Home / Home / The People’s Health Movement of South Africa Submission on the National Health Insurance Bill

The People’s Health Movement of South Africa Submission on the National Health Insurance Bill

The following is our submission we made to parliament on the National Health Insurance Bill of 2019  The submission was made on 29 November 2019


The 2019 NHI Bill is an improvement on the 2018 draft bill. It is more explicit on the need for social solidarity and equity. It clarifies the need to make healthcare free at the point of service with no need for co-payment as well as the progressive removal of the tax rebates on medical scheme membership.

Some parts of the Bill are, however, problematic. It is written almost without context — as if we have a functioning state, a reasonably functional public health sector, and a willing private sector that are free of corruption and capable of introducing and managing the far-ranging changes to the health system that will be required.

More specific issues include the following:

  1. Lack of detail about upgrading the public health sector, without which the NHI can not work
  2. The possibility of exacerbating inequality
  3. Failure to distinguish between Primary Health Care and Primary Care
  4. Lack of adequate mechanisms for civil society engagement and no accountability in the NHI committee structures
  5. Lack of emphasis on capacitating the Public Health System through a pro-public NHI
  6. The possibility that “Universal Health Coverage” could be reinterpreted corporate private health care industry to facilitate profiteering from the NHI Fund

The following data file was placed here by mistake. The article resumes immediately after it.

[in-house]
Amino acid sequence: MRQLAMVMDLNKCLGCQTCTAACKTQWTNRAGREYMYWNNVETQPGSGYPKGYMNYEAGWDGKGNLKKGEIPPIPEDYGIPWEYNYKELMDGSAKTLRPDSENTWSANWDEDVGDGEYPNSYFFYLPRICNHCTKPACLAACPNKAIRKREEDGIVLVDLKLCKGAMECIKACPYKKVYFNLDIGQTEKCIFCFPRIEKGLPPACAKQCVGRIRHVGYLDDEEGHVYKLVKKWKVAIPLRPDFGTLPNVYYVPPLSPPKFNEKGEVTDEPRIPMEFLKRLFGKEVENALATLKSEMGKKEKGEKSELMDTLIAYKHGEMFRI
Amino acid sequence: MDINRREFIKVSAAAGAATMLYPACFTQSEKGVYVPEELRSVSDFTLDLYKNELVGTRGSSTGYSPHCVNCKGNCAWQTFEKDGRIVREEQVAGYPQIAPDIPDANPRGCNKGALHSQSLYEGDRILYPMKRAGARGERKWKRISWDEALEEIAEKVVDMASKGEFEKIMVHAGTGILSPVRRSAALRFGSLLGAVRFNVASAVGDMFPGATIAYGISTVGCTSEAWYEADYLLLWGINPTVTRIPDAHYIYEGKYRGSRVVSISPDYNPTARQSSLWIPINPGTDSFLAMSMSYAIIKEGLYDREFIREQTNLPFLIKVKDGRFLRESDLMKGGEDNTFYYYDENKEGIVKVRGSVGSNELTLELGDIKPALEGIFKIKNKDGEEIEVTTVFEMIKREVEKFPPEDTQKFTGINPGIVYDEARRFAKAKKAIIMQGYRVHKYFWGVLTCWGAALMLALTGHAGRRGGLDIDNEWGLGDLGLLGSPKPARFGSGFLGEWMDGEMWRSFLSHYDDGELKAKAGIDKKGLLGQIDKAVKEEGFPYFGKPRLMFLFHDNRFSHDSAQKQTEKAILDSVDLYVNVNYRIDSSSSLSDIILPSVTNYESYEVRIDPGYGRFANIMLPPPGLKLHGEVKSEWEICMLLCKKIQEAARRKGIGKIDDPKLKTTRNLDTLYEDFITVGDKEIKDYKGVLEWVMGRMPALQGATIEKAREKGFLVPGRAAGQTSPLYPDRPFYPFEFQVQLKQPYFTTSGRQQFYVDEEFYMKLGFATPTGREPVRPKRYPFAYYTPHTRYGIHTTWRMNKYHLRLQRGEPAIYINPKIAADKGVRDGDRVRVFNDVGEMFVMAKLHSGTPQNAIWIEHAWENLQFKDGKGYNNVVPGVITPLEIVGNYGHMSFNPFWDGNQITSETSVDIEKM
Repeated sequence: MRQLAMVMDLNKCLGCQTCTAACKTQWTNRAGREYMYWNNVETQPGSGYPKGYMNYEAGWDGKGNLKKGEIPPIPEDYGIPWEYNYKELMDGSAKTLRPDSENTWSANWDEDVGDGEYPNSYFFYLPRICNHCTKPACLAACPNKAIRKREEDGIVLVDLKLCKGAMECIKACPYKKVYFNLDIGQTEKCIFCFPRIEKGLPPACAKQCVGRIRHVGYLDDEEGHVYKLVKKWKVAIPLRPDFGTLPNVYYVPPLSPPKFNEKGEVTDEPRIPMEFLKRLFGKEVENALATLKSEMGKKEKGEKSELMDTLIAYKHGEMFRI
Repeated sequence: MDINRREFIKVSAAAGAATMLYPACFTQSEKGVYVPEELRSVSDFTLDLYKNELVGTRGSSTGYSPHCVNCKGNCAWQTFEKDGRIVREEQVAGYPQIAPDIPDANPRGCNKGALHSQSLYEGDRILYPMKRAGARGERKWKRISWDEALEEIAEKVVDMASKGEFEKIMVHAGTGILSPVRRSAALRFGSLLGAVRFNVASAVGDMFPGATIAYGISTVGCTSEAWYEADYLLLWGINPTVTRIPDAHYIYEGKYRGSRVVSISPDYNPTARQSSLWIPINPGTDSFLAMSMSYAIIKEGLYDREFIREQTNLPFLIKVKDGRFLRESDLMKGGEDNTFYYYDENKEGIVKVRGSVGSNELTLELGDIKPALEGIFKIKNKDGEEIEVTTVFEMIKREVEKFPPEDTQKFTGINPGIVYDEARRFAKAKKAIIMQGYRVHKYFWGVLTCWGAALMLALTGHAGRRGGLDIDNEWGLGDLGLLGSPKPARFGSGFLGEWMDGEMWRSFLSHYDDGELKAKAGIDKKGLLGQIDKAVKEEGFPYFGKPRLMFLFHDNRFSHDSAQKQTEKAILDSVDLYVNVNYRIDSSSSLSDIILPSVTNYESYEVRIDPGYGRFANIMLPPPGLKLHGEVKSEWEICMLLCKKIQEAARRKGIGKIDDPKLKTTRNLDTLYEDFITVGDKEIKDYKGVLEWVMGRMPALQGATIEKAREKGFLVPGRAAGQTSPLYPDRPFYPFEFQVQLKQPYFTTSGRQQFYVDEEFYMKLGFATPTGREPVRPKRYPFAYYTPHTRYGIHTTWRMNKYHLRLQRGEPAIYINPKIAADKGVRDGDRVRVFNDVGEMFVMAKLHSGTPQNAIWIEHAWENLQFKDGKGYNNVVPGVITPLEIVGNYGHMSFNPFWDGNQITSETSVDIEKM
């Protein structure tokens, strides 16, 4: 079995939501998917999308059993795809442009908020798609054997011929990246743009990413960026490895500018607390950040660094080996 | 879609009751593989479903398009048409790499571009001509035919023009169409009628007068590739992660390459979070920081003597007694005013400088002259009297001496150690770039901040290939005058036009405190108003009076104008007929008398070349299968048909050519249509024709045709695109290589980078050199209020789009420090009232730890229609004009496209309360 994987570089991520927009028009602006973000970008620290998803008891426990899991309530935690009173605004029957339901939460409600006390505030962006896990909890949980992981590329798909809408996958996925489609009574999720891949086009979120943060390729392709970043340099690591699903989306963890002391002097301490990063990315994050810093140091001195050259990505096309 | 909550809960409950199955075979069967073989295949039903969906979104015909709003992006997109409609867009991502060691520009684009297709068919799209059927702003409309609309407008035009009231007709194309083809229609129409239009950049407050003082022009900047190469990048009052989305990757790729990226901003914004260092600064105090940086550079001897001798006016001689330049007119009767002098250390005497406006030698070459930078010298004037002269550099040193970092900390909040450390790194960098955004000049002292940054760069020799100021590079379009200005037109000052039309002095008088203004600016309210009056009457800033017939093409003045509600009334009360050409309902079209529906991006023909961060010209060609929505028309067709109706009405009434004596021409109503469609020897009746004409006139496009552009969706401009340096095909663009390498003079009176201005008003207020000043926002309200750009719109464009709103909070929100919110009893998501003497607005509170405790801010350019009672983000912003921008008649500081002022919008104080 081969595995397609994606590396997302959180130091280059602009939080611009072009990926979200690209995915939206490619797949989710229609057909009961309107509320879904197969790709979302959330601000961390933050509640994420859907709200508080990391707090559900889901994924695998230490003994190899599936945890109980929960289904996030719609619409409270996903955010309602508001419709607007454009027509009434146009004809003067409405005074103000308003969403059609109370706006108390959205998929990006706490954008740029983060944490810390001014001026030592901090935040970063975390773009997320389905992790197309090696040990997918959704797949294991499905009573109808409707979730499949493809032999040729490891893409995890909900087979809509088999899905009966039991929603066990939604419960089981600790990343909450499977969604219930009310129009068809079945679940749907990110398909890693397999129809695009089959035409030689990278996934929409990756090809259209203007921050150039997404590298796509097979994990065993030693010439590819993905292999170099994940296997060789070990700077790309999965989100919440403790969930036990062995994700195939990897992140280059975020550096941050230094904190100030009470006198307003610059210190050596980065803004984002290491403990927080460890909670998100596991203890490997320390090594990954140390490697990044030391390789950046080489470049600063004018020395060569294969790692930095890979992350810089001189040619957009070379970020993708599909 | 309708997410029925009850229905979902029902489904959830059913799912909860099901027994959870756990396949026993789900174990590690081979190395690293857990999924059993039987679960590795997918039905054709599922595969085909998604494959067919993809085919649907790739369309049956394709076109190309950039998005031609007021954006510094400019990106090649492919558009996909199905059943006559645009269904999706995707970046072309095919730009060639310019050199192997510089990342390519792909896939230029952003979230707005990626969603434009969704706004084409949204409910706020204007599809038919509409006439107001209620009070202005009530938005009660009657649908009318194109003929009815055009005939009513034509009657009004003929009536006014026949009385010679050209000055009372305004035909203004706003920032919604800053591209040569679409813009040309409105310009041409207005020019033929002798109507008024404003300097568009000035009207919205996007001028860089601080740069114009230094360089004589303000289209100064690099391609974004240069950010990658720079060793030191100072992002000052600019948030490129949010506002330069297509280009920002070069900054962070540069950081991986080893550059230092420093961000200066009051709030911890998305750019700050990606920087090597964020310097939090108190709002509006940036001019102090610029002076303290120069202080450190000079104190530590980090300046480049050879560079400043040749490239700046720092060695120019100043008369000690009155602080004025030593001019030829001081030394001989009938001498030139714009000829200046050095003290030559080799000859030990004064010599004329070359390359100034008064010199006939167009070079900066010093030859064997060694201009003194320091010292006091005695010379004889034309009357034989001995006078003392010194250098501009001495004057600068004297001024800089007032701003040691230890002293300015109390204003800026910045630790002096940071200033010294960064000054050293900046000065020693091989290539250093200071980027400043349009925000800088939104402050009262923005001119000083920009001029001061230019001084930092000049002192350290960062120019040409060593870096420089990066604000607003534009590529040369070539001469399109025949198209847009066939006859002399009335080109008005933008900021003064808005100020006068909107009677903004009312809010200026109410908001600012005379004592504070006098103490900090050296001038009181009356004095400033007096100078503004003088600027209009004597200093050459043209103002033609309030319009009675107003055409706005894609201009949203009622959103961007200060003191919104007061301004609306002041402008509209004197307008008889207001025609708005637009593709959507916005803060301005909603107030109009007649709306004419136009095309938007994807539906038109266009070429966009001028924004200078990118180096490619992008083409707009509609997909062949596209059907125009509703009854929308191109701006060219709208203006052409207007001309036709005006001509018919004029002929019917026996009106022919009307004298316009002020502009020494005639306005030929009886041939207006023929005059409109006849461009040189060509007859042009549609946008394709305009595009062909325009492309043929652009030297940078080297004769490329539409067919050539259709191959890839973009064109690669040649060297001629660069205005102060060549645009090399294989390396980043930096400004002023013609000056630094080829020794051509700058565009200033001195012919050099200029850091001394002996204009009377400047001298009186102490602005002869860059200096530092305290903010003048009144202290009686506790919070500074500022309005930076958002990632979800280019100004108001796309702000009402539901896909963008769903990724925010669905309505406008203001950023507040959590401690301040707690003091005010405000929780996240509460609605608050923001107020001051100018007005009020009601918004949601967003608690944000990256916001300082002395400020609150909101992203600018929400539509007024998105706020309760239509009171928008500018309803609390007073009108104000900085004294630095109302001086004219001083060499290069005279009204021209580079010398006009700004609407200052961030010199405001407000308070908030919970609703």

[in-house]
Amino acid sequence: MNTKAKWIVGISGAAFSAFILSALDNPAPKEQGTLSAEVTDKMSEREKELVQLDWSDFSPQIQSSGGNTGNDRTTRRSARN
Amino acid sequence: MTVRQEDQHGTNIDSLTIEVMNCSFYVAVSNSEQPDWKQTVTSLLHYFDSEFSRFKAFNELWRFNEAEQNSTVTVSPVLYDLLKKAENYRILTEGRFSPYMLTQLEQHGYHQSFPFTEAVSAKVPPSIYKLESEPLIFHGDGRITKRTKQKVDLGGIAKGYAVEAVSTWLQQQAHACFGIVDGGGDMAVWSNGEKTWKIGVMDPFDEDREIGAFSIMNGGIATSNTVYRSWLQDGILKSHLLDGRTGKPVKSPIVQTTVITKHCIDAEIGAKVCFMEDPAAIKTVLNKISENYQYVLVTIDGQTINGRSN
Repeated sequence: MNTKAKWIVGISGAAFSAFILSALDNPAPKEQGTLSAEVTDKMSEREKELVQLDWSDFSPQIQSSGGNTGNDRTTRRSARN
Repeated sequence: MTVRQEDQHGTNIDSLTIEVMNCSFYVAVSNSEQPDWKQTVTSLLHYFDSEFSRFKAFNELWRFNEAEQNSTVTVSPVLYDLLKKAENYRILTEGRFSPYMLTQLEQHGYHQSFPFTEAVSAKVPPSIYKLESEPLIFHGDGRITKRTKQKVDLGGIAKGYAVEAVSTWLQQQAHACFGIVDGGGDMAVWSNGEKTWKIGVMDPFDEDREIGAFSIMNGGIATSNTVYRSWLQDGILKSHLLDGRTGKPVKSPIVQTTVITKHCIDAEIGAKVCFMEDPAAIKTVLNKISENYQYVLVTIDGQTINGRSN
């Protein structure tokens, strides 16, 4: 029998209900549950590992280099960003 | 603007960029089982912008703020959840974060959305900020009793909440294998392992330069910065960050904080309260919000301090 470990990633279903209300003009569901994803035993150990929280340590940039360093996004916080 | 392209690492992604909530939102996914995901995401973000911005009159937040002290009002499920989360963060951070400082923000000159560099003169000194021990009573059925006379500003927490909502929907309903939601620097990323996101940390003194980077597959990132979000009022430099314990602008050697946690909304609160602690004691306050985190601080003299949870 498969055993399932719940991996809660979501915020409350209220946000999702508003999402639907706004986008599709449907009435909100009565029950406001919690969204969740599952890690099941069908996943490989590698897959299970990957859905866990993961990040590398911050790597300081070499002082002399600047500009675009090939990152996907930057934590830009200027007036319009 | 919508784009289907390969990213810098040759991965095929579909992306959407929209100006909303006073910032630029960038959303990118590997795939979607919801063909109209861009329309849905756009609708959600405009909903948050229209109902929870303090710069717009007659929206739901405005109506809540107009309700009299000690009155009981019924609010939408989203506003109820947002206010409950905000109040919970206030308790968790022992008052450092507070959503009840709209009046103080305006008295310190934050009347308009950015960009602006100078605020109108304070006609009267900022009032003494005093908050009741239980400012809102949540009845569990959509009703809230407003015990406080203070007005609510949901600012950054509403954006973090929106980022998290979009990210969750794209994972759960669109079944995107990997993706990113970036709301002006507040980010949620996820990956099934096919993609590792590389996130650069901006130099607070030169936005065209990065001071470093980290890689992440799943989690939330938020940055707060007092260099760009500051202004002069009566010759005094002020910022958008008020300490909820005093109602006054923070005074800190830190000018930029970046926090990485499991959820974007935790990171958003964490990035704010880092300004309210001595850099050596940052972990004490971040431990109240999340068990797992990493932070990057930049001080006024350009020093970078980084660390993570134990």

7. Then arrow focus on UHC potentially weakening action on the social determinants of health

1. Fixing the public sector

 Without a well functioning public health care system the NHI cannot succeed. It is therefore imperative to fix and upgrade the broken public sector to the level required for NHI accreditation. After more than two decades of public sector austerity, many public and rural health care facilities are understaffed and under-equipped and unlikely to qualify for NHI accreditation. The most recent report of the Office of Health Standards Compliance (OHSC) found that only a small fraction of public health facilities surveyed met to meet the norms and standards required for certification. Private facilities are not only more likely to get accreditation but also overwhelmingly urban-based, thus increasing both urban-rural and private-public inequality. There is a possibility that people living in some areas will not have access to NHI-funded health care at all.

2. Risk of exacerbating and entrenching inequality